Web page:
19. Eric Sotnak (1995). Kant on the Impossibility of the “Soft Sciences”. Philosophy and Phenomenological Research 55 (1):133 - 151.score: 50.0
    Direct download (4 more)  
     
    My bibliography  
     
    Export citation  
  20. Jens Erik Fenstad (1959). Notes on the Application of Formal Methods in the Soft Sciences. Inquiry 2 (1-4):34 – 64.score: 50.0
    No categories
    Direct download (4 more)  
     
    My bibliography  
     
    Export citation  
  21. Alan Ross Anderson (1960). Review: Hans Skjervheim, Reason in Society and Modern Logic; Jens Erik Fenstad, Notes on the Application of Formal Methods in the Soft Sciences. [REVIEW] Journal of Symbolic Logic 25 (1):81-81.score: 50.0
    Direct download (2 more)  
     
    My bibliography  
     
    Export citation  
  22. Patrick Suppes (1954). Review: Arne Naess, Philosophers and Research in the Soft Sciences. [REVIEW] Journal of Symbolic Logic 19 (2):150-150.score: 50.0
    Direct download (2 more)  
     
    My bibliography  
     
    Export citation  
  23. Wayne D. Gray & Wai‐Tat Fu (2004). Soft Constraints in Interactive Behavior: The Case of Ignoring Perfect Knowledge in‐the‐World for Imperfect Knowledge in‐the‐Head*,*. Cognitive Science 28 (3):359-382.score: 48.0
    Direct download (8 more)  
     
    My bibliography  
     
    Export citation  
  24. Eduardo H. Flichman (1995). Hard and Soft Accidental Uniformities. Philosophy of Science 62 (1):31-43.score: 42.0
    I discuss some aspects of the epistemological distinction between laws of nature and accidental uniformities. In order that the exposition be self-contained I briefly provide a taxonomy proposed in another work for statements that appear in a scientific theory. Once this taxonomy has been presented I attempt to prove two very different types of accidental uniformities: hard and soft. The distinction is fundamental because the latter have frequently been confused with laws of nature. I try to justify why I (...)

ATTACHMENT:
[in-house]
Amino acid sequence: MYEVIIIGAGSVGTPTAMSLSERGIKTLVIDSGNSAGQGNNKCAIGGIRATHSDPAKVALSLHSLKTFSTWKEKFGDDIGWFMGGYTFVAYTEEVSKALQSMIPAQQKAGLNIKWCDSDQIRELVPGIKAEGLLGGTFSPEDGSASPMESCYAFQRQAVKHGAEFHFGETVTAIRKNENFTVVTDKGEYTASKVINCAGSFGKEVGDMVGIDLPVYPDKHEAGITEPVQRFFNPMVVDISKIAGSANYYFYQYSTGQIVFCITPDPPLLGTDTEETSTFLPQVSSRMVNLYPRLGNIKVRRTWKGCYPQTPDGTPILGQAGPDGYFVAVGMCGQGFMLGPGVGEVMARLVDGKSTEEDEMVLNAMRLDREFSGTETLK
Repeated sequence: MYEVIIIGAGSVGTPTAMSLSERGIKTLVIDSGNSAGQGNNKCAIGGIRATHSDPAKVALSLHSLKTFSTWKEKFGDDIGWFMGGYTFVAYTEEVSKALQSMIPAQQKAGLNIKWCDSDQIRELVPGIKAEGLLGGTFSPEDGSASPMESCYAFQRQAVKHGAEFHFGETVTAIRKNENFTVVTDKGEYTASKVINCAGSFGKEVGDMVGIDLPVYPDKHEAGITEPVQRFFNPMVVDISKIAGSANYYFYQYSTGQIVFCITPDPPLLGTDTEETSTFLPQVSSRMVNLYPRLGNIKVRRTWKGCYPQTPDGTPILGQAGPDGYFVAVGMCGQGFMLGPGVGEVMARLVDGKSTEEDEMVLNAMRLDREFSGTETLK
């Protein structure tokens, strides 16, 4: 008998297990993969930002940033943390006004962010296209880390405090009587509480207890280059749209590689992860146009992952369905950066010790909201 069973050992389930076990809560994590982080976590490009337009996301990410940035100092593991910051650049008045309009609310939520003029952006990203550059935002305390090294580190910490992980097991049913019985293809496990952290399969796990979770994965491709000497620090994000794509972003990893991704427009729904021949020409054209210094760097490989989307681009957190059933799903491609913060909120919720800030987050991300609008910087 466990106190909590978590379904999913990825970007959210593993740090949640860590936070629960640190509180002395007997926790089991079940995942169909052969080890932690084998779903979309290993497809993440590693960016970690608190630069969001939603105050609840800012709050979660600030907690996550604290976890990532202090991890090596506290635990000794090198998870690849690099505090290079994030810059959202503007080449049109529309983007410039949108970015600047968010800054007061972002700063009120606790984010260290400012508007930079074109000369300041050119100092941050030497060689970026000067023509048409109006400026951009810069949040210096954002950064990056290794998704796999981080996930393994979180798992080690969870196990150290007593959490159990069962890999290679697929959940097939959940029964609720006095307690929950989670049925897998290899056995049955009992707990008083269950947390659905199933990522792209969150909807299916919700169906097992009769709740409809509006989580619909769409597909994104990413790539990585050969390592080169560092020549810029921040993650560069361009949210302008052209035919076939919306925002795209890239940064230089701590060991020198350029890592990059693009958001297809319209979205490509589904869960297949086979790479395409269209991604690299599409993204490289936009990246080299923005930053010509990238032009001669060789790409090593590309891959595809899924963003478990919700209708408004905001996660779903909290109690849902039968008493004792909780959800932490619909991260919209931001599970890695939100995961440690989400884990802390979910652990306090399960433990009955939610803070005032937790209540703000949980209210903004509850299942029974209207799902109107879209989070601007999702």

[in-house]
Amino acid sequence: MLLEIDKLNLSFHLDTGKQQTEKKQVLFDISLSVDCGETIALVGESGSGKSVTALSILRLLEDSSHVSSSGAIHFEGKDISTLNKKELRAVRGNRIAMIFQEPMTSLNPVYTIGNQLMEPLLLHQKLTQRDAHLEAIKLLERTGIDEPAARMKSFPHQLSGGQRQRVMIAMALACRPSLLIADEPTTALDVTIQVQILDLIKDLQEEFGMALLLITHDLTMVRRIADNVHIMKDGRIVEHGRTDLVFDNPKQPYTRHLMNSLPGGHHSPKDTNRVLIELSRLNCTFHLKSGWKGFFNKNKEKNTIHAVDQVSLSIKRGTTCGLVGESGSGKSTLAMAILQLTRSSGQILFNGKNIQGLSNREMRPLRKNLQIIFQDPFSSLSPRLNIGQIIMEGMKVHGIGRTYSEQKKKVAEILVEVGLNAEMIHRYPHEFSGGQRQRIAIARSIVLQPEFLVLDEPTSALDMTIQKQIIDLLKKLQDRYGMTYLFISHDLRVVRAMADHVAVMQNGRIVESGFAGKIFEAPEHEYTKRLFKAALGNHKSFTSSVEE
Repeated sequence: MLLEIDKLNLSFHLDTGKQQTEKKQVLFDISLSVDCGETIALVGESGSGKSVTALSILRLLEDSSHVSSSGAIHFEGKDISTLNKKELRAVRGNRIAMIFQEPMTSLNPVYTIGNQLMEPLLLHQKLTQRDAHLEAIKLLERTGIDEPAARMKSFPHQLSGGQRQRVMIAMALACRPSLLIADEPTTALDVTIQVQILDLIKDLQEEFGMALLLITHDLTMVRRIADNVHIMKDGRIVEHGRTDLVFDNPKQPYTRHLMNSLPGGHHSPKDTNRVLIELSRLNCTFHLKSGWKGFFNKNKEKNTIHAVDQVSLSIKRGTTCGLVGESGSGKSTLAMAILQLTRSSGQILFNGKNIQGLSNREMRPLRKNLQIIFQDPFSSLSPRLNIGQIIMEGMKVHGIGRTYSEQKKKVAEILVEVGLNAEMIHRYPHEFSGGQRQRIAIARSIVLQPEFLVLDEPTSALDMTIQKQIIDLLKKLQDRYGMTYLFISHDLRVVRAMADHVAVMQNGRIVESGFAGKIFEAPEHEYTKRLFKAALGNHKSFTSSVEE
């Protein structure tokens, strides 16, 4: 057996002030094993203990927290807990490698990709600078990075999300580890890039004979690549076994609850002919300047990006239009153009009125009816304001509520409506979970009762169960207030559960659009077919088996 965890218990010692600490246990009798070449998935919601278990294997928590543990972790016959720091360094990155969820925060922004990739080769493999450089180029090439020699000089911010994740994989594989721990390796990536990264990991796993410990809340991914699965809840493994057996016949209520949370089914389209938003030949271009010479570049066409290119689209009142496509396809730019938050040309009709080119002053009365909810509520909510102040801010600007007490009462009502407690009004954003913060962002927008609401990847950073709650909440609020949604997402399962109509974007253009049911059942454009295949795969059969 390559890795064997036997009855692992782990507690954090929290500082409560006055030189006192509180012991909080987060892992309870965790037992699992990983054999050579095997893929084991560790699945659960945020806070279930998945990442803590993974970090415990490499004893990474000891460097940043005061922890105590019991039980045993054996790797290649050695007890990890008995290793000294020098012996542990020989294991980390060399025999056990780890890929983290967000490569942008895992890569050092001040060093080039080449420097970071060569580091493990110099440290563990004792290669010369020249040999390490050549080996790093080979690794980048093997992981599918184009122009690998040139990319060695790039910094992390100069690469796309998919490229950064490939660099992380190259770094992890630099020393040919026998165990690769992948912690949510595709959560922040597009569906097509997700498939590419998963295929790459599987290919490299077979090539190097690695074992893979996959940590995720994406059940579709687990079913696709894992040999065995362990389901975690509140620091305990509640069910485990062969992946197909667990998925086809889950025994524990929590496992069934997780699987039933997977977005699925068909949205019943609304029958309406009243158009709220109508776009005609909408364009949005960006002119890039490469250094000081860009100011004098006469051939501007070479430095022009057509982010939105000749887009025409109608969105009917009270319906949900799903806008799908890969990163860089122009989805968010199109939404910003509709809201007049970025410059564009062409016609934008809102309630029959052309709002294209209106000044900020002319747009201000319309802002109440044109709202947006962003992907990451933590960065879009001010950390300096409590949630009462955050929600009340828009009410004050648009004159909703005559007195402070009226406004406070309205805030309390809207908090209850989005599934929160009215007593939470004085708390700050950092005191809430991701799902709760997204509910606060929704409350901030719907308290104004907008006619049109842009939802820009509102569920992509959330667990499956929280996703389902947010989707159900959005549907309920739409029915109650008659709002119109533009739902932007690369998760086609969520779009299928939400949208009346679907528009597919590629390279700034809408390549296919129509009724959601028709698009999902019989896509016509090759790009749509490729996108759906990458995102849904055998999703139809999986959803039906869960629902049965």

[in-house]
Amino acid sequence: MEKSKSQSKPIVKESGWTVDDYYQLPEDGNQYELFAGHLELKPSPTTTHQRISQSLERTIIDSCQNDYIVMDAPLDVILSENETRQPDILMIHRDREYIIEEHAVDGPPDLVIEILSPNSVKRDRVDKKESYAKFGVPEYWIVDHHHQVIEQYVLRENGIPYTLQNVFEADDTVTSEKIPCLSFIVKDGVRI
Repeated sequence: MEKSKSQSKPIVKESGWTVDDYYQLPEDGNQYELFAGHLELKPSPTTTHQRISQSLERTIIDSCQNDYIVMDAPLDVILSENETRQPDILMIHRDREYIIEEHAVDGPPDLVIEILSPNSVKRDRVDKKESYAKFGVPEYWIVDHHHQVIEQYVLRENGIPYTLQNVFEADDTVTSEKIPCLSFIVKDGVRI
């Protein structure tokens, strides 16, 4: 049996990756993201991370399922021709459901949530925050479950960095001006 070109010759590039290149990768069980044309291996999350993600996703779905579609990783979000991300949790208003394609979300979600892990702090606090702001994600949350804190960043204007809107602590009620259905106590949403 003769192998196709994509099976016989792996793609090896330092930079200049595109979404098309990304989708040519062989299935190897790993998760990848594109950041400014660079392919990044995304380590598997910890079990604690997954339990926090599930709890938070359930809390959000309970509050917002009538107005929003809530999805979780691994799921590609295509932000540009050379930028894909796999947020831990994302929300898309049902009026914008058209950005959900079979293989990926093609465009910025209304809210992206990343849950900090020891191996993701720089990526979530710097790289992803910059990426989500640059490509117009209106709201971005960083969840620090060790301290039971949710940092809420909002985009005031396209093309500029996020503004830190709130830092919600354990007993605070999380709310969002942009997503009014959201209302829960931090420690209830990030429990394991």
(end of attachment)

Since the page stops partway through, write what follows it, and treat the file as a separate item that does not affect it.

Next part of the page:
Direct download (5 more)  
     
    My bibliography  
     
    Export citation  
  25. Terence E. Horgan & John L. Tienson (1990). Soft Laws. Midwest Studies in Philosophy 15 (1):256-279.score: 42.0
    Direct download (4 more)  
     
    My bibliography  
     
    Export citation  
  26. A. J. M. Oerlemans, M. E. C. Hoek, E. Leeuwen, S. Burg & W. J. M. Dekkers (2013). Towards a Richer Debate on Tissue Engineering: A Consideration on the Basis of NEST-Ethics. [REVIEW] Science and Engineering Ethics 19 (3):963-981.score: 42.0
    In their 2007 paper, Swierstra and Rip identify characteristic tropes and patterns of moral argumentation in the debate about the ethics of new and emerging science and technologies (or “NEST-ethics”). Taking their NEST-ethics structure as a starting point, we considered the debate about tissue engineering (TE), and argue what aspects we think ought to be a part of a rich and high-quality debate of TE. The debate surrounding TE seems to be predominantly a debate among experts. When considering the (...)